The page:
Asterisk serve been hacked


I need to help a costumer, his asterisk server which is in the DMZ was hacked in a manner that hackers made lots of phone calls to hot lines so the costumer got a huge phone bill. he asked me to help him harden asterisk, but before that I need to know how they hacked the server… any idea what to look for? I don know yet the version of asterisk the client uses. in those days now in learning lots of asterisk to be prepared next week, I need to to some forensics work on the asterisk server next week but I dont know what to look for. I AM ALMOST sure its a misconfiguration problem and that’s all but what to look for in the configuration?

also a hardening security guide for asterisk? any idea where I can find a good one?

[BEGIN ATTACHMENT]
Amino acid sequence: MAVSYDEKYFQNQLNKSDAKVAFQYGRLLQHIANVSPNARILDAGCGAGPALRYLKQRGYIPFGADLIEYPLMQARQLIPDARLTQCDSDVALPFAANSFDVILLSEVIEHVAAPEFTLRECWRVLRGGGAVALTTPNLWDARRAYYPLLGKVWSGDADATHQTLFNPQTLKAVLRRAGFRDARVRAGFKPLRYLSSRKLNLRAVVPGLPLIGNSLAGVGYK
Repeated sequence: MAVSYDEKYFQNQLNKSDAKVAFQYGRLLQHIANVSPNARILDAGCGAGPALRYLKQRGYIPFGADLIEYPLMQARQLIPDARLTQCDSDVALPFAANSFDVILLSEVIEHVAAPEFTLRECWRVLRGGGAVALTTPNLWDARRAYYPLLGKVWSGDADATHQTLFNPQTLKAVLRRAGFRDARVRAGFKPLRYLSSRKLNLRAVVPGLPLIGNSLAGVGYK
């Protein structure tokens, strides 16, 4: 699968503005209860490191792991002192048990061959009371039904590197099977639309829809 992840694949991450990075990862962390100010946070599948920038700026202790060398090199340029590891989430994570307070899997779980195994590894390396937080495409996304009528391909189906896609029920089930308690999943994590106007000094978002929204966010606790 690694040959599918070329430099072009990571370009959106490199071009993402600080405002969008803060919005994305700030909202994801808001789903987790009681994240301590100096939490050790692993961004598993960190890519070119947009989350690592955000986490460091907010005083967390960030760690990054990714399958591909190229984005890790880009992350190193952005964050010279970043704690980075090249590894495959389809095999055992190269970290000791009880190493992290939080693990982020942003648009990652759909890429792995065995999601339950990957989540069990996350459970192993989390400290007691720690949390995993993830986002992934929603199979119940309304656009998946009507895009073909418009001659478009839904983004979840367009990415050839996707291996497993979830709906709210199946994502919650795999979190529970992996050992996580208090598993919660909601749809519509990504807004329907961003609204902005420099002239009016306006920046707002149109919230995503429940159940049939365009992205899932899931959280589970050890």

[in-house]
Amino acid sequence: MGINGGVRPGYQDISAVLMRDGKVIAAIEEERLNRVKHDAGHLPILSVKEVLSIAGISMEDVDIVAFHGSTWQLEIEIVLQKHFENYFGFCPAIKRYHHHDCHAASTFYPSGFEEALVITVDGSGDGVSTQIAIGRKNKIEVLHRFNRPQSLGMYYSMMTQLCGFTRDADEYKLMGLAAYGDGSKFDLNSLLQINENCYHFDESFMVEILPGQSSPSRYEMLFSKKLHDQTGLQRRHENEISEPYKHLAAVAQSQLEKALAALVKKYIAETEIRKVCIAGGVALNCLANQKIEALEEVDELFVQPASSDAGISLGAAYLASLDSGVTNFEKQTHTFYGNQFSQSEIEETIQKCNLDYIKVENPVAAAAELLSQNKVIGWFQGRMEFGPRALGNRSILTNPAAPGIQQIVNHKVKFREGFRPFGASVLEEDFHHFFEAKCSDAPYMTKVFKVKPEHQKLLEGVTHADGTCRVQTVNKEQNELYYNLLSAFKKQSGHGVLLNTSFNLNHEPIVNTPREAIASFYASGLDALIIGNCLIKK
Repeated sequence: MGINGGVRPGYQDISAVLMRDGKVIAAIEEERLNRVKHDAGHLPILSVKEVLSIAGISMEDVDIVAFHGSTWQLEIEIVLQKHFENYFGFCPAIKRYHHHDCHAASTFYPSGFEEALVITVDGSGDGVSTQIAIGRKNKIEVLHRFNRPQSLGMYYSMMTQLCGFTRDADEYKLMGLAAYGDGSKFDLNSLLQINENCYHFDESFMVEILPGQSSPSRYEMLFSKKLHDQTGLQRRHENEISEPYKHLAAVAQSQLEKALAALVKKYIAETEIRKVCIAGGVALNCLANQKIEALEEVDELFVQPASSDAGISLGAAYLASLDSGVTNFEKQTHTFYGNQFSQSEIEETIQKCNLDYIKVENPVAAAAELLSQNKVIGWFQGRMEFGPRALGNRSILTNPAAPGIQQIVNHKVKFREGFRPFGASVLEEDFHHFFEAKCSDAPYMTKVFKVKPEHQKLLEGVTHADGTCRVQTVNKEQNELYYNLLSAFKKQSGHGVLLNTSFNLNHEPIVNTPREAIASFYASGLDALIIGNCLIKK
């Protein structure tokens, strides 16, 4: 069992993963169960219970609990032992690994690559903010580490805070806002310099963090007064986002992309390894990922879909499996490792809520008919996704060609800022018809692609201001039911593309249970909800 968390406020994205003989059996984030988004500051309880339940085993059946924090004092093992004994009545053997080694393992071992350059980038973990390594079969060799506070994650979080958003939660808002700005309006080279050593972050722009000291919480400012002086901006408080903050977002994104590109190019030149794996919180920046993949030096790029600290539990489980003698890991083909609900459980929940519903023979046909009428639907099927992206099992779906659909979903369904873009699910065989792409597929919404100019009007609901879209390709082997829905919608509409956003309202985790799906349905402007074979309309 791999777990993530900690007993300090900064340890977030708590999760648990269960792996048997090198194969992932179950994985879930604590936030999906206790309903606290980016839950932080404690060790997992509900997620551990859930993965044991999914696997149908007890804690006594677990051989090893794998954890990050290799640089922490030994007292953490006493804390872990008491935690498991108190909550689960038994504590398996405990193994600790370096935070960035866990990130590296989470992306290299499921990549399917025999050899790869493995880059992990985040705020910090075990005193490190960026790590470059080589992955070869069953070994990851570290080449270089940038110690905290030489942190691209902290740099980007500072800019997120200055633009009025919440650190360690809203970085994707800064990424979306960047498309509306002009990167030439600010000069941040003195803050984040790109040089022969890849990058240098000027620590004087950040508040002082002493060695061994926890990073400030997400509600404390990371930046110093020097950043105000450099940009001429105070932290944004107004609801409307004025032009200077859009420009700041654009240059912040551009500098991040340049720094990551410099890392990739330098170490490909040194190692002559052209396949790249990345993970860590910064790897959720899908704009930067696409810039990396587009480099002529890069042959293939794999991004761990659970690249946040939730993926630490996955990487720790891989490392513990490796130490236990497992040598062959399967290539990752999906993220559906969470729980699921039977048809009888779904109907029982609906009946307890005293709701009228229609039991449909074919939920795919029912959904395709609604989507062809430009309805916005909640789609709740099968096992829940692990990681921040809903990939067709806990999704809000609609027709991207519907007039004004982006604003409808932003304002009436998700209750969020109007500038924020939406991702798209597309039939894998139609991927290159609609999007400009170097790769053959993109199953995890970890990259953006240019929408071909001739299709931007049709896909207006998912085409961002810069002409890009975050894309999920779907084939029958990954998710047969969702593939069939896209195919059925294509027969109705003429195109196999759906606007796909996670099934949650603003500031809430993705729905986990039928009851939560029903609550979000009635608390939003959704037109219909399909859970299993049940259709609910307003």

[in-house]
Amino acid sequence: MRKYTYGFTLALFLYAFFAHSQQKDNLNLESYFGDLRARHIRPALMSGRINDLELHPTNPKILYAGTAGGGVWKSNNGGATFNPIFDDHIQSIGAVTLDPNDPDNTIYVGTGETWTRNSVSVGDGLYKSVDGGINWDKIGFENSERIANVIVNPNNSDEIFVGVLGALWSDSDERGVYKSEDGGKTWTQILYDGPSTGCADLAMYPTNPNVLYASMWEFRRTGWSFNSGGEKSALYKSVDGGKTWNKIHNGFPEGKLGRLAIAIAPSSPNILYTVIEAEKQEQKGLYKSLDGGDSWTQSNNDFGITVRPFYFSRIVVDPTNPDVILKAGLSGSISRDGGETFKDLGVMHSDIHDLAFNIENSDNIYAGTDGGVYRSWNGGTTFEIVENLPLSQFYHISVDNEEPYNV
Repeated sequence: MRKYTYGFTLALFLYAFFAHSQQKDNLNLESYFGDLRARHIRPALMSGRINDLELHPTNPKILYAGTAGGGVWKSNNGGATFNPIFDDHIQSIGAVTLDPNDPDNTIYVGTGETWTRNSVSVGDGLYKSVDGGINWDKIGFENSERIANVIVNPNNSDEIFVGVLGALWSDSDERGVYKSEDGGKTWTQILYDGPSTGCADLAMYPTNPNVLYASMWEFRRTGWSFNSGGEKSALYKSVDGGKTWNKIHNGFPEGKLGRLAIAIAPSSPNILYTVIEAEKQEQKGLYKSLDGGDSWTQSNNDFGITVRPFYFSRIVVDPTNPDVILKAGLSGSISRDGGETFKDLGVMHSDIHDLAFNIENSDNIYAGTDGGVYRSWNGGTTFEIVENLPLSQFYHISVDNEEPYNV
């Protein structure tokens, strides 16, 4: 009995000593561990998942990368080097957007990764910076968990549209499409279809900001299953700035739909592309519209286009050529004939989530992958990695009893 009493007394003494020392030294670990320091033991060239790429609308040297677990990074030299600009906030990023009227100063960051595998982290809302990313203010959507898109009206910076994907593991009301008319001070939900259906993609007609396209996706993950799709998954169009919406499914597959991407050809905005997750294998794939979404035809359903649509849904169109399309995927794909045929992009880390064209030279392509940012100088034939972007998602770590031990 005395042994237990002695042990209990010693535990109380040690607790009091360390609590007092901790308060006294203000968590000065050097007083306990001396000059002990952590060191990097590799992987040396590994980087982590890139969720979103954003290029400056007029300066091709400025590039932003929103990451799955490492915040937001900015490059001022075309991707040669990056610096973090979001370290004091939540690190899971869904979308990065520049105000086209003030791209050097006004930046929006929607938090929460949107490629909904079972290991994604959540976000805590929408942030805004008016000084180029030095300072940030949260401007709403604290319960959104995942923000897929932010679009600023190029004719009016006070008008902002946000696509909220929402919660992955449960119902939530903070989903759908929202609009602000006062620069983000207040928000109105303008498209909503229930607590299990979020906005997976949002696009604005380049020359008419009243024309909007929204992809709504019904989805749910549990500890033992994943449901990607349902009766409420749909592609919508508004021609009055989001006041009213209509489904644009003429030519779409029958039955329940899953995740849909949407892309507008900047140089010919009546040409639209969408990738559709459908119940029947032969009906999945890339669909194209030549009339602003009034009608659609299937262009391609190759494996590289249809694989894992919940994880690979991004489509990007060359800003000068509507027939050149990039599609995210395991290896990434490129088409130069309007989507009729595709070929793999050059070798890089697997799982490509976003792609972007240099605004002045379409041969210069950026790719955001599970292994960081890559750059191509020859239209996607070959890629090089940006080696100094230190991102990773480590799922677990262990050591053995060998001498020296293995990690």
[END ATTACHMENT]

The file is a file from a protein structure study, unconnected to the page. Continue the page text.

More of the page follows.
thanks a lot !


Loaded question…dial plans, IP tables & fail2ban, complex passwords and non numeric extensions etc

Step 1. Put it behind NAT for starters
Problem solved, mostly…

Where are you located ?? there may be someone on the forum that can help who is located near by, whom you can call in to help.



thanks…but your answer is very blur… I dont understand… please explain more… im located in buenos aires.

what I need to put behind nat? please explain more…

I use skype, can I call you throw skype? my user is juanb007



There are various documents included with Asterisk on good practice, one added quite recently.

As to telling you exactly how to hack Asterisk, I personally would not want to do that over a public channel, or without positively authenticating that you had a need to know.


Firstly go through the /var/log/asterisk logs and im guessing you will find may register attempts, The source IP will more than likely be from the Amazon Cloud.

You will need to add these IPs to your iptables./